Fast forward to 2013, and Dr. Patrawalla, board certified in Pulmonary and Critical Care and Internal Medicine devotes approximately 10% of her time to the Global TB Institute. She is Assistant Professor of Medicine at NJ Medical School and sees TB patients in the hospital and also as out-patients at GTBI’s Lattimore Practice, where she practices twice a month. In addition, she trains Pulmonary Fellows, lectures at our webinars and courses, takes calls on the TB Info-line and attends TB Case Conference as often as possible. She admits that she would really like to focus even more on TB.

Many young physicians might quickly lose interest in an ancient disease that many do not perceive as a threat, but the challenges associated with treating this disease are perhaps what interests Dr. Patrawalla the most; challenges such as co-morbidities, long treatment regimens with unpleasant or toxic side effects, and complicated cases that often require revision of the treatment plan. Many Pulmonary/Critical Care specialists may not have the opportunity, as she does, to follow a patient from their first encounter in the hospital setting to treatment completion and cure in the out-patient setting. The biggest reward for Dr. Patrawalla is “getting people back to their lives.”

She feels that the out-patient setting here at GTBI helps dispel the stigma associated with TB. The TB clinic is located in a brightly lit area on the first floor of a beautiful new building. Friendly, helpful staff can provide patients with incentives and enablers that help increase treatment adherence. Using a team approach, they aim to treat the whole person and look at social and financial issues, not merely the clinical aspects of the disease.

Dr. Patrawalla’s spare time is spent with her family; her husband and their 1 year old daughter. Together they explore the neighborhoods of Brooklyn where they live now, and occasionally travel to upstate New York for hiking and other outdoor activities. Sometime in the future, they’d like to travel to India to visit family.

While she acknowledges that competition for diminishing TB resources and the “aging workforce” that we often hear about, makes progress toward TB elimination slow, she’s not discouraged because of what she refers to as the “depth in the field” i.e., the many young and dedicated TB clinicians, as well as recent technological advances. 

Submitted by: DJ McCabe, RN, MSN - Trainer & Consultant Clinical Programs

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New England TB Heroes Award  

Photo of TB Heroes Award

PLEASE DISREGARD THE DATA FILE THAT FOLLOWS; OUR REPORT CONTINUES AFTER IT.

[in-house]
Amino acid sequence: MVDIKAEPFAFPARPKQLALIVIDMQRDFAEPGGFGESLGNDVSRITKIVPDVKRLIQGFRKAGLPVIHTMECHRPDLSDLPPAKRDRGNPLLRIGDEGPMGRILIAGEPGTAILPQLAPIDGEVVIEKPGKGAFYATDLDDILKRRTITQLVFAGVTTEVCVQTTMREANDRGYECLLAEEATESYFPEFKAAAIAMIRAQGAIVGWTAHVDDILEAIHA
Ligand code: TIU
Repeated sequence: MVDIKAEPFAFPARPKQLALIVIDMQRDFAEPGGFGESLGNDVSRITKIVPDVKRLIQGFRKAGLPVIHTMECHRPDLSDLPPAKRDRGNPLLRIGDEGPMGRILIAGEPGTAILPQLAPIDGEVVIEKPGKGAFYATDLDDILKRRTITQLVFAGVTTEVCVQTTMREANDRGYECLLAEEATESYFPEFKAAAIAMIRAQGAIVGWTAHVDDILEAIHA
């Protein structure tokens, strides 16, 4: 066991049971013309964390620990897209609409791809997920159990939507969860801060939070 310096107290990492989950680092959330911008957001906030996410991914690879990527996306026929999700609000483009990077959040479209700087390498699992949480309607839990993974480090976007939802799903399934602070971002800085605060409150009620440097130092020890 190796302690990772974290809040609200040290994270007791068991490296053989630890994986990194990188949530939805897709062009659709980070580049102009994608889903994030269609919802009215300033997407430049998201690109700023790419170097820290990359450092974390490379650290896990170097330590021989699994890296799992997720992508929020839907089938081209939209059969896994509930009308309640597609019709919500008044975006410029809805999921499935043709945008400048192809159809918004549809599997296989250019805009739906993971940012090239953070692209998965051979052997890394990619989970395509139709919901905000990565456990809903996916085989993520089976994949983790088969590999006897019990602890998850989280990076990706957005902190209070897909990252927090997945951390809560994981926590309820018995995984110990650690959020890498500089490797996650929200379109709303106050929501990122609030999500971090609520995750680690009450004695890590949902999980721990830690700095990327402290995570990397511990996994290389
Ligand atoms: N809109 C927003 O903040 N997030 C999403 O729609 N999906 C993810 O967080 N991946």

Every year, the New England Tuberculosis Consortium presents the New England TB Heroes Award to recognize an extraordinary contribution to the care or management of patients with TB and latent TB infection (LTBI) or an activity that greatly enhanced the TB prevention and control efforts of a local or state TB program. The 2013 award went to a team of TB providers for their exceptional care of a single multi-drug resistant patient: Dr. Jonathan Fine, pulmonologist at Norwalk Hospital and Patricia Carey, APRN and Darleen Hoffler, RN, public health nurses with the Norwalk Health Department.

This year’s award was unique because it was the first time that persons were nominated by a TB patient.  Excerpts from the patient’s nomination appear below and highlight the impact this team had on their care and outcome. 

“Dr. Fine patiently listened to my complaints, fears and doubts, and assured me that I would become healthy again and my life would be normal again. When I had no more inner strength left he encouraged me to fight on. I was not just another patient to him but a live person.”

“Most of what Pat Carey did for me was not in her job description. She could have just limited our contact to medicine drop-off and doctor visits but she chose a different approach. And I will always be thankful for the exceptional care she gave me.  This period in my life would have been much more miserable if Pat Carey wasn't there for me.”

The nomination for this team of TB Heroes was also supported by the Connecticut TB Control Program. “There is no doubt in my mind that this patient is alive and doing well today because of the medical, social, and psychological support received from Pat, Darleen, and Dr. Fine. Darleen and Pat have demonstrated their willingness to go above and beyond their usual public health roles and responsibilities. Dr. Fine has gone above and beyond his usual provider role to become an advocate and resource finder. Individually and together, they are dedicated, compassionate, and model providers and we are fortunate to have this team of TB heroes in Connecticut.”

Dr. Fine and Ms. Carey were recognized during a presentation at the annual TB Clinicians Conference on May 15th in Shrewsbury, MA.  Ms. Hoffler was presented her award during a meeting with TB public health peers on May 2nd.